We report the case of a premature newborn, 30 weeks of gestation, without any noticeable birth event. On day one, he experienced respiratory stridor, polypnea, and intercostal retractions. Anteroposterior chest radiograph (CRX) showed right upper lobe atelectasis with air bronchogram. As his condition did not improve, an endotracheal tube was placed on day two. On control CRX (Figure 1), the tube was in an abnormally high position (asterisk), approximately 10mm under the vocal cords. The trachea was displaced to the right due to the right upper lobe atelectasis. Both the carina and the left main bronchus were not clearly depicted (arrow).
Following axial computed tomography (CT) angiography (Figure 2A), an aberrant origin of the left pulmonary artery (LPA) from the right pulmonary artery (RPA) was seen, with a subsequent posterior compression of the trachea on sagittal reformation (Figure 2B, arrow), causing a tight stenosis of the pre-carinal trachea. The carina is located at the level of the seventh thoracic vertebral body. Coronal reformation (Figure 2C) shows an abnormal origin of the right upper lobe bronchus on the right, with abnormal narrowing of the tracheal segment below this origin, due to the abnormal origin and course of the LPA.
The term LPA ‘sling’ comes from the fact that it originates from the RPA and crosses the sagittal midline in between the trachea and esophagus to reach the left lung hilum. This causes a tracheal stenosis. A posterior mass effect on the lateral CRX is the most widely acknowledged finding related to this vascular anomaly. Nevertheless, lateral CRX is being progressively abandoned in neonates because of technical difficulties and radiation burden.
Common but nonspecific findings for LPA sling on anteroposterior CRX include a lobar emphysema/atelectasis (most often the right upper lobe) persisting over time despite therapeutic measures. Herein we reported that undepictable trachea could be added in combination to these findings, to help raise the suspicion index for LPA sling for two reasons. First, the double superimposition of the pulmonary vasculature on the anteroposterior projection causes increased opacity and blurring of the right stripe of the distal trachea or the carina (depending on the level of the sling). Second, congenital bronchial malformations, potentially associated with pulmonary artery sling, such as displaced carina in this case, also contribute to a failure of depiction on anteroposterior CRX. Though valuable in terms of specificity for a mediastinal vascular ring, the identification of a blurred distal trachea (or carina) may lack sensitivity, given the common presence of nasogastric and/or endotracheal tubes and the displacement of the trachea over the lateral vertebral elements.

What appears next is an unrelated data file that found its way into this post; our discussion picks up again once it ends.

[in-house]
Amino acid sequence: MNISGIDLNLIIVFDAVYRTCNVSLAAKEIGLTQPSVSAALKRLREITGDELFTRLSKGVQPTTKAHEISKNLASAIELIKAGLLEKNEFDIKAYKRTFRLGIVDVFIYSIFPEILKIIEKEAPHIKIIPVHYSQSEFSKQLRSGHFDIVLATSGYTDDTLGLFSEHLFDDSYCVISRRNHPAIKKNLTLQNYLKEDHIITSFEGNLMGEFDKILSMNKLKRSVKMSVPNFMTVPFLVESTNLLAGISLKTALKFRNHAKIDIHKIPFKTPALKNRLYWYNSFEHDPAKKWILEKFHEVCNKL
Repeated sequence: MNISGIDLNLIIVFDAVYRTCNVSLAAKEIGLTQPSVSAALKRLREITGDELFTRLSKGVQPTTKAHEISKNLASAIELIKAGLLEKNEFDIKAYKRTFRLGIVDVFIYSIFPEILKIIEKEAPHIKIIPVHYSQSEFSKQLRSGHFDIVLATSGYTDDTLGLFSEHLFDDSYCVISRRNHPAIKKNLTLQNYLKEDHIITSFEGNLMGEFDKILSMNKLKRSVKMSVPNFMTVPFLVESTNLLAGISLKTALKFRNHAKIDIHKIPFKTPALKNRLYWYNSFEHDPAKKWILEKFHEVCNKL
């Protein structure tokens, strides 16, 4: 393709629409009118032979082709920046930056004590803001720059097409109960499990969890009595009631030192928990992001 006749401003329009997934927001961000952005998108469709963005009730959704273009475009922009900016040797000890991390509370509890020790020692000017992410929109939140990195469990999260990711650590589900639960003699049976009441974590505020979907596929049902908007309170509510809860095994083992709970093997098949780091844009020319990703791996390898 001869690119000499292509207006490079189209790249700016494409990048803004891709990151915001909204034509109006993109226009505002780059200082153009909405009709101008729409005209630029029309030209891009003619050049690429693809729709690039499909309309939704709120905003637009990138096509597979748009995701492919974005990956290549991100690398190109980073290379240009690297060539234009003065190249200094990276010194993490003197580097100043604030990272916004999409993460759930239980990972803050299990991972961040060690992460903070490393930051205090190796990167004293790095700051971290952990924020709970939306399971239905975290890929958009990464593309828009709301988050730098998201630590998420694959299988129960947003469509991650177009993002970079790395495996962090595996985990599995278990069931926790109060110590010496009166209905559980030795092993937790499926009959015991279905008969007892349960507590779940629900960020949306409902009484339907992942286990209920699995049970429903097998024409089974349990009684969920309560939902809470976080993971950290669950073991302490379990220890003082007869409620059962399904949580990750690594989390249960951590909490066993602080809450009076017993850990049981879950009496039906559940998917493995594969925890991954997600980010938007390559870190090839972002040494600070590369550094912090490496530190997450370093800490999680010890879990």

According to the Wells and Landing’s classification, there are two types of LPA sling depending on the position of the artery in relation to the carina. In Type 1, the carina is at its usual level (i.e., the fourth and fifth thoracic vertebral bodies), and the tracheobronchial anatomy is normal. In Type 2, the carina is located lower, at the level of the sixth and seventh thoracic vertebral bodies, the angle of the bronchial bifurcation is widened, and the bronchial anatomy can be altered, as in our patient, who had a type 2A malformation, as he additionally had a right tracheal bronchus .
The authors have no competing interests to declare.
Newman B, Cho YA. Left pulmonary artery sling–anatomy and imaging. Semin Ultrasound CT MR. 2010; 31(2): 158–70. DOI: https://doi.org/10.1053/j.sult.2010.01.004